Sunday, October 21, 2012

Fourteen Staries, Rosemary Lane

In his report on a meeting of the General Committee that took place on 17 September 1795, Spy Powell reported that Division 10 was to move from "14 Stairs Rosemary Lane to the Queens Arms Crutched Friars"

The Fourteen Stairs was insured to John Withers, victualler, on 26 June 1794, (Records of the Sun Fire Office, London Metropolitan Archive, MS 11936/397/628684). It was still operating in 1800 when it was insured to "Earl." The records from the Sun Fire office lists the address as "10, 11, 12 Rosemary Lane" suggesting that is occupied the site of three separate buildings to the west of Rosemary Lane, next to the Tobacco Warehouse.

Rosemary Lane, now Royal Mint Street, ran from Cable Street to the Tower of London. The poet Edmund Spenser was born here in 1552, and endowed a group of cottages on the north side of Rosemary Lane as almshouses. Though a relatively short street, Rosemary Lane was well known as the site of Rag Fair, which is mentioned frequently in literary works of the eighteenth century. Daniel Defoe's Colonel Jack (1722), for example, went with his companions to Rag Fair and "bought two pairs of shoes and stockings for 5d., and went on to a boiling Cook's in Rosemary Lane where they found cheap fare."  Rag Fair also appears in Pope's Dunciad as one of the areas in which journalists liked to gather. Pope provided the note: "Rag-fair is a place near the Tower of London, where old cloaths and frippery are sold."

Rag Fair had a particular reputation for selling goods that had been stolen, and the cheapness of the goods was frequently remarked upon. According to Thomas Pennant in his book Of London (1790), "The articles of commerce by no means belie the name. There is no expressing the poverty of the goods, nor yet their cheapness... It was here, we believe, that purchasers were allowed to dip in a sack for old wigs -- a penny a dip."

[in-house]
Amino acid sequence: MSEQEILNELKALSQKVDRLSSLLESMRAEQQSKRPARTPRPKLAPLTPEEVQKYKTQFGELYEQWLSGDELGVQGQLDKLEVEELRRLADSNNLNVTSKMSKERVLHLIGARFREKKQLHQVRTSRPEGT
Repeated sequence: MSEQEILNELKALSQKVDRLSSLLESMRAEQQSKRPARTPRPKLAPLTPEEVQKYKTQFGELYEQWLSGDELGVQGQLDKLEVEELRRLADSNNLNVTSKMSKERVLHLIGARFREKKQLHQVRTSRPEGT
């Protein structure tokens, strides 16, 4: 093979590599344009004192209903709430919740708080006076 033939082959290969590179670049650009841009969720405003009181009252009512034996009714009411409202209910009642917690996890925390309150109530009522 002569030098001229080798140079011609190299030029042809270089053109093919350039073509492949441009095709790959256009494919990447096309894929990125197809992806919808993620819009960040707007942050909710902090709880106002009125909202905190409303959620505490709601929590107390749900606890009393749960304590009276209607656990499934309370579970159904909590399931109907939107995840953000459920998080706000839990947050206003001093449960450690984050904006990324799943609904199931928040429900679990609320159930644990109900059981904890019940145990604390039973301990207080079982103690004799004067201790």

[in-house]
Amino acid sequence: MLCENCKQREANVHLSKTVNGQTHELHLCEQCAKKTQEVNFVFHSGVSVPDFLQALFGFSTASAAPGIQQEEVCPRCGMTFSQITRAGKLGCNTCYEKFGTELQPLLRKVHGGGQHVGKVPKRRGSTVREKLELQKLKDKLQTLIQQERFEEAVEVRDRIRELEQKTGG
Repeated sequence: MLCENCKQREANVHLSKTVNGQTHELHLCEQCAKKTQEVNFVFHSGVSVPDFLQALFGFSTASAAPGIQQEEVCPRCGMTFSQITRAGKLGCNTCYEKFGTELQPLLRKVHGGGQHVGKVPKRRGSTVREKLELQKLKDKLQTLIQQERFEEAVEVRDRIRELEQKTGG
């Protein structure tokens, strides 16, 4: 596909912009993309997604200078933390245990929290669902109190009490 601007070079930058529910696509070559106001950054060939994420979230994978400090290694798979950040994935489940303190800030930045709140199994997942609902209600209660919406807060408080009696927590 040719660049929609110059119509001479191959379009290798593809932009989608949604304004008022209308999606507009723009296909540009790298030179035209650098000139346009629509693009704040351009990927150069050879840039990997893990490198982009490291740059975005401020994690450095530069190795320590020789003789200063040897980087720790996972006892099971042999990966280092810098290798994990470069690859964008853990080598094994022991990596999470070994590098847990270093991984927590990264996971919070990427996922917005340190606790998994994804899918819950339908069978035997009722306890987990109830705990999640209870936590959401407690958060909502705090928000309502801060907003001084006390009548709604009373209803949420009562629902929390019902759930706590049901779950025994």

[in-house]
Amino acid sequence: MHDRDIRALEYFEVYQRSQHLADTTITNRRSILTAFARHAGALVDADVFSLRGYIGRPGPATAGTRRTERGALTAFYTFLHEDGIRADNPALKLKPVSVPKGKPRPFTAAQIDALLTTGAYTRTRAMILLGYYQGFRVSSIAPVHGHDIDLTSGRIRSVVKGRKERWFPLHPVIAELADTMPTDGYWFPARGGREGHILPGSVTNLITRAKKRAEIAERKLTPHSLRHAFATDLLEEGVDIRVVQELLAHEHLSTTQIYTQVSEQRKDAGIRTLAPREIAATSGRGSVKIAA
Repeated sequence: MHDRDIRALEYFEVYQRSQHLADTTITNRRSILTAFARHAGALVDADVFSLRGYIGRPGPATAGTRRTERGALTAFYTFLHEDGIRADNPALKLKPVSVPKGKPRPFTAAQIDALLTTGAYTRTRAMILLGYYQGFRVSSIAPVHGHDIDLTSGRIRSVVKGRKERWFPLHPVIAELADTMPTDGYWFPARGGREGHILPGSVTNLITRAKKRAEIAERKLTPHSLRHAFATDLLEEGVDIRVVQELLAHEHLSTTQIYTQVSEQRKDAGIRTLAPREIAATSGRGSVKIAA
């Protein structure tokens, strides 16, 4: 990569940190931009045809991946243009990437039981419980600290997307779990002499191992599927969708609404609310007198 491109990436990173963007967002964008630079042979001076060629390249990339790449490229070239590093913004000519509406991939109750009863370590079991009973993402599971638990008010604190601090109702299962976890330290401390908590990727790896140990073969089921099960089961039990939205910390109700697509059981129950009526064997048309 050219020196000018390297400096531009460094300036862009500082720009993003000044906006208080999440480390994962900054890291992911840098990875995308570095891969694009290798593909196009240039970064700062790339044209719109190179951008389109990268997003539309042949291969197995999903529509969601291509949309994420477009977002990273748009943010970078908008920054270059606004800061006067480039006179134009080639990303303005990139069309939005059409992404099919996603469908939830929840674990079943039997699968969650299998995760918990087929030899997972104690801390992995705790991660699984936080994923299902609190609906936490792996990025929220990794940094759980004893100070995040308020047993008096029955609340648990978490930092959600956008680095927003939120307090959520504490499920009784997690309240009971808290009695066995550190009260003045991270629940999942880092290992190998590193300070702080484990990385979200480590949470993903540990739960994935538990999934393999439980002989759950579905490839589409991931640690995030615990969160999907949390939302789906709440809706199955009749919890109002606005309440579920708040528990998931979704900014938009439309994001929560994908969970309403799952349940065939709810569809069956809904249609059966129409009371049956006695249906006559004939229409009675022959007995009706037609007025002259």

In his Every-Day Book (1826) William Hone describes the activities of Sir Jeffrey Dunstan (c1759-96), "a dwarf with knock knees and a disproportionately large head" who "earned his living by supplying dealers with second-hand wigs":

When Sir Jeffery raised the cry of 'old wigs', the collecting of which formed his chief occupation, he had a peculiarly droll way of clapping his hand to his mouth, and he called 'old wigs, wigs, wigs!' in every doorway. Some he disposed of privately, the rest he sold to the dealers in 'Rag-fair'. In those days, 'full bottoms' were worn by almost every person, and it was no uncommon thing to hear sea-faring persons, or others exposed to the cold, exclaim, "Well, winter's at hand, and I must e'en go to Rosemary-lane, and have a dip for a wig." This 'dipping for wigs' was nothing more than putting your hand into a large barrel and pulling one up; if you liked it you paid your shilling, if not, you dipped again, and paid sixpence more, and so on. Then, also, the curriers used them for cleaning the waste, &c. off the leather, and I have no doubt would use them now if they could get them.

Thomas Rowlandson's drawing of Rag Fair shows a busy street scene bustling with traders and buyers with clothes littering the ground, hanging from windows and suspended from poles protruding from upper-floor windows.

(For more on Rag Fair see Rictor Norton The Georgian Underworld.)

It seems the LCS connection with the Fourteen Steps was a brief one. It only appears once in the LCS records, in the spy report by Powell, and there it appears as a site which the LCS was moving away from. Precisely why the LCS had to remove from this area can only be a matter of speculation. Perhaps by September 1795 the LCS was sufficiently disreputable that they couldn't be accommodated even in Rosemary Lane.  Or perhaps the LCS no longer wanted to be associated with an area so closely associated with criminal activity. Regardless, the Fourteen Steps, is characteristic of the kind of "low" alehouse that the LCS divisions often met in, that has left only the slightest trace on the historical record.


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